ResMed Swift LTThe mask is a whole story of its own. While the CPAP machine's usage is pretty straightforward for the patient -- you press one button and it starts blowing -- there's all kinds of stuff you can do with different mask styles. Masks need to be fitted, adjusted, and regularly cleaned, and there are many opinions about which masks are best for various situations (though the global advice is just to get something that "works for you"). My doctor had recommended a "nasal pillow" mask for me based on my dislike of the over-the-nose cup used in my sleep study. I didn't like the cup because the straps to keep it on were super tight, the cup irritated the bridge of my nose, and it leaked a lot of air, blowing continuous blasts of air into my eyes all night. In contrast, the nasal pillows are sort of like little nose plugs -- they stick directly into your nostrils, and deliver air through a big hole in the middle of the "pillows." The amount of headgear touching skin with this mask is far less than with a cup style mask, and I liked that idea. I ended up with a ResMed™ Swift LT mask (better pictures here). It's much less invasive than the nose cup, but my doctor had warned me that nasal pillows freaked some people out -- the issue being that using this mask involves closing your mouth, sticking something very like nose plugs up your nose, and then trying to go to sleep. Your brain isn't used to this situation (mouth and nose both covered), and rebels, thinking that you're being suffocated despite the tons of air pumping through the system. Also, the nasal pillows concentrate the air flow into nostril-sized holes, so the pressure feels higher than when using a nose cup or other large-area mask. It took a conscious effort for me to relax past the suffocation panic and let the system work, but I liked the idea of the nasal pillows since I'm a side-sleeper, and I felt that less headgear was better.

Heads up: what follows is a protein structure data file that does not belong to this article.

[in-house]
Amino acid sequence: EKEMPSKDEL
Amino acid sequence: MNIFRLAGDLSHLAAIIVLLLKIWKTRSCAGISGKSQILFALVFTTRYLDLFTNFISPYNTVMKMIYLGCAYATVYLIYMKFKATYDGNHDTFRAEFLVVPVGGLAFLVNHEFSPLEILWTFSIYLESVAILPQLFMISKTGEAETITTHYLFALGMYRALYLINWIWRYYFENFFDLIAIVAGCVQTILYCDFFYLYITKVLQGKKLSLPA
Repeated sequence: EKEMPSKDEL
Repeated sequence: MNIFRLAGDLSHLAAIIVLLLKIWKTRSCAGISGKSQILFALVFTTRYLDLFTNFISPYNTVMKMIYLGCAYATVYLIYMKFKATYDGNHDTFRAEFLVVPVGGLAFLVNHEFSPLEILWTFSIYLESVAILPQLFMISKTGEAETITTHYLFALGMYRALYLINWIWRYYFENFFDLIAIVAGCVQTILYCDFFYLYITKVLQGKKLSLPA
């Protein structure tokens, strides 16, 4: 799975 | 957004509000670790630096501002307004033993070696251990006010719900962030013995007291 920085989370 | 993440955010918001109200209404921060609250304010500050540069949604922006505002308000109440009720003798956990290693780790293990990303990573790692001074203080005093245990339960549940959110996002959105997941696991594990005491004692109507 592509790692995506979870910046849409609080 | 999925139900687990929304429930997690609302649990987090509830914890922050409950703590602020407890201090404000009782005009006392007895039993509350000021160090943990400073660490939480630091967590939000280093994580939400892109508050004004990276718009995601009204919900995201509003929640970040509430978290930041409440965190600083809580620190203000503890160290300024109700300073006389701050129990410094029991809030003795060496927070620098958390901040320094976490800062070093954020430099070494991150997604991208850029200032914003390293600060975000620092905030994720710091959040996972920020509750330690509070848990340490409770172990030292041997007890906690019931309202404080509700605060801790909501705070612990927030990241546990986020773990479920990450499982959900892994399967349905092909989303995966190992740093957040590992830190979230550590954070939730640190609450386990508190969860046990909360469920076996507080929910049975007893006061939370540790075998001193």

So I had the gear: CPAP machine, air hose, and mask. The class instructor told us various stuff about how to use it, particularly recommending the "ramp" feature on the machine, which starts off blowing air at a low pressure, then ramps up to full pressure over the course of a half hour. My machine happens to have a "flex" function which automatically decreases the air pressure when I exhale, which increases comfort. The instructor also recommended that we disassemble everything -- mask, hoses, humidifier attchment, air filter -- and clean it every day. This isn't a ton of work, but it's far more infrastructure than most people are used to just to go to sleep and wake up in the morning. But I dutifully listened, and even bought a gallon of distilled water for the humidifier on my trip home. (You have to use the distilled stuff, or minerals build up in the machine. Given the expense of the machine, I listened.)

I set up all the equipment, put on the mask, and started the flow. Within thirty seconds I ripped off the mask and was gasping for breath. My brain was screaming -- suffocation! -- and somehow it seemed much worse at home lying in bed than in the class. I chilled out for a while and tried again, but still the sensation was too intense. I switched to the nose cup mask I had disliked in my sleep study (they gave it to me to hang onto), and that was a lot easier to handle. So on my first night, I slept with the nose cup (plus an Ambien) and it was...tolerable. Except for the rain-out.